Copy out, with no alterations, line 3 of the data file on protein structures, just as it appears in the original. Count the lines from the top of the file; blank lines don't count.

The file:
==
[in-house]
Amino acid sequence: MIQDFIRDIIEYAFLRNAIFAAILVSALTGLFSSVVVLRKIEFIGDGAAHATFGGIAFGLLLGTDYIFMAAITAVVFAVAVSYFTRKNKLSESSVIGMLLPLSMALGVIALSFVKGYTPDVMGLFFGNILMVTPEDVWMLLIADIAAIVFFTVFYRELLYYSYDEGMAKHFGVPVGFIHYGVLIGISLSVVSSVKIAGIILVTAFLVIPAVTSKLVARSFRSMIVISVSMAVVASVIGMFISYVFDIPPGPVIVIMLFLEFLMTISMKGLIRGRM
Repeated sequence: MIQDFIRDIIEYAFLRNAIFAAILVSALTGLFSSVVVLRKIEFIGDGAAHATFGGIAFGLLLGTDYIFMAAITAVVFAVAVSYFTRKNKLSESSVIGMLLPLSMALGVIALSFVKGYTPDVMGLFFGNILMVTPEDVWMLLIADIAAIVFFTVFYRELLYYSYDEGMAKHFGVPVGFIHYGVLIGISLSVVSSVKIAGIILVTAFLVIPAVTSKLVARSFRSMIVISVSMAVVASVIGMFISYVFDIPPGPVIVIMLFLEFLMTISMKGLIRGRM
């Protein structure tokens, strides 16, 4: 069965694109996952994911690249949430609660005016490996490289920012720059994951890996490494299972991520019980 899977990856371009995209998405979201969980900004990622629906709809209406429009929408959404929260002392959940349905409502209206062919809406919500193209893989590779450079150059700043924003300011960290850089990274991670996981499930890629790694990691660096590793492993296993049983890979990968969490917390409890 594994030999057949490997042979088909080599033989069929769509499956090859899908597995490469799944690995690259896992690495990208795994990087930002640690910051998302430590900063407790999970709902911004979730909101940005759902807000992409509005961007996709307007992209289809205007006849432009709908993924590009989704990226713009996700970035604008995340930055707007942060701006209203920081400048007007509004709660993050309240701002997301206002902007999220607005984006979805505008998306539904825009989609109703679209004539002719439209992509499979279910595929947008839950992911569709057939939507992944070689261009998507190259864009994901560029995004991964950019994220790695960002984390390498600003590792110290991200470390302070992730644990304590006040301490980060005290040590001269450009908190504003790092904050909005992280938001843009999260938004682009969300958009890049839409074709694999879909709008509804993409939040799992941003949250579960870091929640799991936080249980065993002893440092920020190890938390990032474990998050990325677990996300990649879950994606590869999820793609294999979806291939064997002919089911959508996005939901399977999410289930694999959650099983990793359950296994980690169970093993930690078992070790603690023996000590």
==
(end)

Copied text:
Repeated sequence: MIQDFIRDIIEYAFLRNAIFAAILVSALTGLFSSVVVLRKIEFIGDGAAHATFGGIAFGLLLGTDYIFMAAITAVVFAVAVSYFTRKNKLSESSVIGMLLPLSMALGVIALSFVKGYTPDVMGLFFGNILMVTPEDVWMLLIADIAAIVFFTVFYRELLYYSYDEGMAKHFGVPVGFIHYGVLIGISLSVVSSVKIAGIILVTAFLVIPAVTSKLVARSFRSMIVISVSMAVVASVIGMFISYVFDIPPGPVIVIMLFLEFLMTISMKGLIRGRM